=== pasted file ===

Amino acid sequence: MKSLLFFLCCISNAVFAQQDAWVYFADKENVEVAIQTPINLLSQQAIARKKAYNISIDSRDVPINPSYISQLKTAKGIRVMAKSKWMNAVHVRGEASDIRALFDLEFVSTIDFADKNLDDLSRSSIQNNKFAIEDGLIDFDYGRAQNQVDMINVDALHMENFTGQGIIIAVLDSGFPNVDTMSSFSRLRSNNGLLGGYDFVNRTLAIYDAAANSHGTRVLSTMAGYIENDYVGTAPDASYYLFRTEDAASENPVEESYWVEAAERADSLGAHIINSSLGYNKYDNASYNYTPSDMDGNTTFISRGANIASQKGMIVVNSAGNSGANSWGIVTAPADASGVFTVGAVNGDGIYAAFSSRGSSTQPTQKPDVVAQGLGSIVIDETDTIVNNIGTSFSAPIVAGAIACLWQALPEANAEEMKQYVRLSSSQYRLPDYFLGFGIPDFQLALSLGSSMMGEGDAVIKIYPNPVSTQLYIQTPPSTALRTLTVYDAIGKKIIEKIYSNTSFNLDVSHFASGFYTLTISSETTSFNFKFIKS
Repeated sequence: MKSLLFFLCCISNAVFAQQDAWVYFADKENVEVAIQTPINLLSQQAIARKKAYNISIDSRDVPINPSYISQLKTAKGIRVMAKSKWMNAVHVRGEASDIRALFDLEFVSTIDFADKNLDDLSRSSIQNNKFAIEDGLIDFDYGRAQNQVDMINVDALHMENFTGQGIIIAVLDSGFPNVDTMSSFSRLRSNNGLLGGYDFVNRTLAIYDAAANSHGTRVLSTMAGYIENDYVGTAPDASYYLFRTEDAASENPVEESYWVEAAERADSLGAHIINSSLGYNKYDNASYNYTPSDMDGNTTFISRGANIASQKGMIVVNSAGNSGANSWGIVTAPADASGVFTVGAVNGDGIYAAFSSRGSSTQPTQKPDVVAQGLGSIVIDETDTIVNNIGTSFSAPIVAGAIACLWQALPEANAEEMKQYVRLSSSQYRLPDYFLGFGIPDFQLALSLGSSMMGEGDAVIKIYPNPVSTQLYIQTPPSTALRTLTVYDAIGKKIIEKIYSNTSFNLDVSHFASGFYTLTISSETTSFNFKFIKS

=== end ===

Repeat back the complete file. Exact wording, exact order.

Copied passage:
Amino acid sequence: MKSLLFFLCCISNAVFAQQDAWVYFADKENVEVAIQTPINLLSQQAIARKKAYNISIDSRDVPINPSYISQLKTAKGIRVMAKSKWMNAVHVRGEASDIRALFDLEFVSTIDFADKNLDDLSRSSIQNNKFAIEDGLIDFDYGRAQNQVDMINVDALHMENFTGQGIIIAVLDSGFPNVDTMSSFSRLRSNNGLLGGYDFVNRTLAIYDAAANSHGTRVLSTMAGYIENDYVGTAPDASYYLFRTEDAASENPVEESYWVEAAERADSLGAHIINSSLGYNKYDNASYNYTPSDMDGNTTFISRGANIASQKGMIVVNSAGNSGANSWGIVTAPADASGVFTVGAVNGDGIYAAFSSRGSSTQPTQKPDVVAQGLGSIVIDETDTIVNNIGTSFSAPIVAGAIACLWQALPEANAEEMKQYVRLSSSQYRLPDYFLGFGIPDFQLALSLGSSMMGEGDAVIKIYPNPVSTQLYIQTPPSTALRTLTVYDAIGKKIIEKIYSNTSFNLDVSHFASGFYTLTISSETTSFNFKFIKS
Repeated sequence: MKSLLFFLCCISNAVFAQQDAWVYFADKENVEVAIQTPINLLSQQAIARKKAYNISIDSRDVPINPSYISQLKTAKGIRVMAKSKWMNAVHVRGEASDIRALFDLEFVSTIDFADKNLDDLSRSSIQNNKFAIEDGLIDFDYGRAQNQVDMINVDALHMENFTGQGIIIAVLDSGFPNVDTMSSFSRLRSNNGLLGGYDFVNRTLAIYDAAANSHGTRVLSTMAGYIENDYVGTAPDASYYLFRTEDAASENPVEESYWVEAAERADSLGAHIINSSLGYNKYDNASYNYTPSDMDGNTTFISRGANIASQKGMIVVNSAGNSGANSWGIVTAPADASGVFTVGAVNGDGIYAAFSSRGSSTQPTQKPDVVAQGLGSIVIDETDTIVNNIGTSFSAPIVAGAIACLWQALPEANAEEMKQYVRLSSSQYRLPDYFLGFGIPDFQLALSLGSSMMGEGDAVIKIYPNPVSTQLYIQTPPSTALRTLTVYDAIGKKIIEKIYSNTSFNLDVSHFASGFYTLTISSETTSFNFKFIKS